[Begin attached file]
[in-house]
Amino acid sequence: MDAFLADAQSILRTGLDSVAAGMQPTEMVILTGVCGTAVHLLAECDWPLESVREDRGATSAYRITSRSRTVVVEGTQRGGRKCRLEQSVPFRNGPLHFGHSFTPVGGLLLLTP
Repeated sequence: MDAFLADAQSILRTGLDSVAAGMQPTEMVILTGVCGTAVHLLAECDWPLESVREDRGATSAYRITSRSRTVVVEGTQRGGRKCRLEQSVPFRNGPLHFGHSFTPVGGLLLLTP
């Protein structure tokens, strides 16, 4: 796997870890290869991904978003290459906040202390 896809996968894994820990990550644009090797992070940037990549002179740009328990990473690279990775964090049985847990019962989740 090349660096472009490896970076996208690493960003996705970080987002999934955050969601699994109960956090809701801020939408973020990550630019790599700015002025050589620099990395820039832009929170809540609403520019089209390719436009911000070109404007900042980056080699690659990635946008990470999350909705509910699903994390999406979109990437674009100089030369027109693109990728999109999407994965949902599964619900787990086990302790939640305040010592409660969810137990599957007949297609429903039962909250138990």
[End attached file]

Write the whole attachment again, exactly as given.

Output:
[in-house]
Amino acid sequence: MDAFLADAQSILRTGLDSVAAGMQPTEMVILTGVCGTAVHLLAECDWPLESVREDRGATSAYRITSRSRTVVVEGTQRGGRKCRLEQSVPFRNGPLHFGHSFTPVGGLLLLTP
Repeated sequence: MDAFLADAQSILRTGLDSVAAGMQPTEMVILTGVCGTAVHLLAECDWPLESVREDRGATSAYRITSRSRTVVVEGTQRGGRKCRLEQSVPFRNGPLHFGHSFTPVGGLLLLTP
């Protein structure tokens, strides 16, 4: 796997870890290869991904978003290459906040202390 896809996968894994820990990550644009090797992070940037990549002179740009328990990473690279990775964090049985847990019962989740 090349660096472009490896970076996208690493960003996705970080987002999934955050969601699994109960956090809701801020939408973020990550630019790599700015002025050589620099990395820039832009929170809540609403520019089209390719436009911000070109404007900042980056080699690659990635946008990470999350909705509910699903994390999406979109990437674009100089030369027109693109990728999109999407994965949902599964619900787990086990302790939640305040010592409660969810137990599957007949297609429903039962909250138990």